The expert, who did not want to be named said, the bodies of the unclaimed were rare “That can be obtained with the permission of the coroner. But, usually they are disposed of in mass graves, at the expense of the government.”

The Colombo Medical College accommodates 200 students in a batch and the requirement for practical studies is 20 bodies for the six year course.

Another senior JMO said, the absence of a proper code of conduct in handling human remains is felt today more than ever.

Whatever body parts of value to students, such as Siamese twins, etc., permission has to be obtained from the next of kin. We must explain the exact purpose of preserving the body parts or organs. The bodies can be preserved and exhibited without divulging the origins or identities. Bodies washed ashore are also a source for lab specimen extraction but a Magistrate has to permit the release of such bodies to be used as specimen, the JMO explained.

He said, if the court determines that a body need not be kept in their custody any longer, it can be released for education or research purposes. In such instances, they are kept in a mortuary and entered in a register.

“It is not permitted to bring in human body samples scrupulously into colleges, which would be highly irregular,” the senior JMO said. He said, private medical colleges cannot store the body parts in museums without a court order or consent from the next of kin. “It could lead to many possibilities of wrongdoing,” he alleged.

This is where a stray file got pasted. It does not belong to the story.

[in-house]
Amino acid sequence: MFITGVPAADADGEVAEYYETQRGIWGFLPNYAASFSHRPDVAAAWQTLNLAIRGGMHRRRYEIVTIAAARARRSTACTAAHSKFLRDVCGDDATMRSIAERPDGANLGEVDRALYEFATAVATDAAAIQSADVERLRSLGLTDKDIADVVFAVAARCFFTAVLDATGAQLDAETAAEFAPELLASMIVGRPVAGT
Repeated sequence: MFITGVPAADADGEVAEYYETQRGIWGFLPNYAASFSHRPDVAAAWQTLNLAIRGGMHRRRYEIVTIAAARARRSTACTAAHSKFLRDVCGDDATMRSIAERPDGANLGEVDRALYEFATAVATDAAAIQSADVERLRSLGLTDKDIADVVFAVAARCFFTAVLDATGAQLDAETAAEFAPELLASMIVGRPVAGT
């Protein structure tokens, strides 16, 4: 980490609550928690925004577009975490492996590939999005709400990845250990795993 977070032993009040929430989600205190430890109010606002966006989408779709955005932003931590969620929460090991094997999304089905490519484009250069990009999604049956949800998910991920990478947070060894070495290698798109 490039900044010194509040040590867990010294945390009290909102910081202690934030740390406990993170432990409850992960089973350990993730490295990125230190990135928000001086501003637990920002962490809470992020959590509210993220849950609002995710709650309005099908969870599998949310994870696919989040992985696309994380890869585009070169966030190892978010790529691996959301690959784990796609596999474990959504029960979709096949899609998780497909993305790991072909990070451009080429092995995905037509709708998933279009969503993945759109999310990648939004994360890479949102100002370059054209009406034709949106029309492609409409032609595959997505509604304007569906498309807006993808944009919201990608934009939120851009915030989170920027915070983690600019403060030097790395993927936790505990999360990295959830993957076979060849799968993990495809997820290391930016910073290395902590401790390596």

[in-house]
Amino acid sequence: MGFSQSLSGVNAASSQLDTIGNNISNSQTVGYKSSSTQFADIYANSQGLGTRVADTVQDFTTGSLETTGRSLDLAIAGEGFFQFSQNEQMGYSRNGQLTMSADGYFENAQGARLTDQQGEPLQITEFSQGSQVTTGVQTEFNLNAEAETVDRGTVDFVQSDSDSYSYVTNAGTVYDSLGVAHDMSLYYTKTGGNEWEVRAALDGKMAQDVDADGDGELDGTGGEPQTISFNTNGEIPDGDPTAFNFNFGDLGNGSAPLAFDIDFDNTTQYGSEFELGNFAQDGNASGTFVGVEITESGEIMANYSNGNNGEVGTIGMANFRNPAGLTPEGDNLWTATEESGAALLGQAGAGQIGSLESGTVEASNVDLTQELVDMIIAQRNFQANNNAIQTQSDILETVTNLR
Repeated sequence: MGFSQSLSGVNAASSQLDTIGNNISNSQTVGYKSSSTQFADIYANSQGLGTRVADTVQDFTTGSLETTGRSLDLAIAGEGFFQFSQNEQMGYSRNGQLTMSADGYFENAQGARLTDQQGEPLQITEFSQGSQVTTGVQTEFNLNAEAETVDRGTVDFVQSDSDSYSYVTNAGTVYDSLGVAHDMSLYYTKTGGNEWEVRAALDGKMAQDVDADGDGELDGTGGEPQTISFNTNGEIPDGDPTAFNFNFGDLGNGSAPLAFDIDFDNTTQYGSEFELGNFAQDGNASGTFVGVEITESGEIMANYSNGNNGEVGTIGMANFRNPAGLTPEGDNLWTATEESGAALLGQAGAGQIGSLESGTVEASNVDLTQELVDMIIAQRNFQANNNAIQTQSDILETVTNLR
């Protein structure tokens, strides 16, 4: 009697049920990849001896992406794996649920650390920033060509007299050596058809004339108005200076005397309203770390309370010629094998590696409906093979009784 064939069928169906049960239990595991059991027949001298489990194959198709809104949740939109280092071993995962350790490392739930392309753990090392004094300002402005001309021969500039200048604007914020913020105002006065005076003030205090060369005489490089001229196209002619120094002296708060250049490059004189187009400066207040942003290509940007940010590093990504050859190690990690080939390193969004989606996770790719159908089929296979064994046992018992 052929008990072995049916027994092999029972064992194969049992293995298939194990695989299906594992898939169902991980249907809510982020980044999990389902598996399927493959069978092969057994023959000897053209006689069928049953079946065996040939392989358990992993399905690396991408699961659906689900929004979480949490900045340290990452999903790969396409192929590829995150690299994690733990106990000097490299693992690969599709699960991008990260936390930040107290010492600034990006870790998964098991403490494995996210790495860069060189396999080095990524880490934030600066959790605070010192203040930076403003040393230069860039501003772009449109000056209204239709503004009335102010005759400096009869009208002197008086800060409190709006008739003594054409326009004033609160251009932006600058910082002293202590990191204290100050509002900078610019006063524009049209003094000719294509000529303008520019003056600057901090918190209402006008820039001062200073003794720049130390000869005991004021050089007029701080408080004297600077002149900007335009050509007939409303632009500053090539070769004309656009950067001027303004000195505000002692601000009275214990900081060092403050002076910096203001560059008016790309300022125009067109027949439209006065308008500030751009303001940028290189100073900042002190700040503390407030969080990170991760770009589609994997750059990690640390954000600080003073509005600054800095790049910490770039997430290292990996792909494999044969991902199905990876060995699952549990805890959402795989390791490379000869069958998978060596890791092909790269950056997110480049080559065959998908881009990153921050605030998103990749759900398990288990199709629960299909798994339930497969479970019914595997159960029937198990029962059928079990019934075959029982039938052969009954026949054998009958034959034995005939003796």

Handling of human organs and body parts for transplant and education purposes are the same, and medical practitioners are bound by the same ethics. According to the ethics, doctors are also prevented from divulging the identity of the dead person. Likewise, permission is required for the disposal of the human remains retained for such purposes.

“Somewhere in the 1980s, a collection of skeletons used for study purposes and, later, rendered useless, was disposed of in this manner. We obtained a court order.

A religious ceremony covering all the faiths, Buddhist, Catholic, Hindu and Islam were performed before they were sent to the Borella cemetery to be incinerated,” the senior doctor said.

In the aftermath of the displacement of Thajudeen’s human remains, senior JMOs voiced that the Sri Lanka Medical Council (SLMC) should take the lead in the effort to seek government intervention and develop a comprehensive set of guidelines to streamline this sector. “This will be a good eye opener for all,” he stressed.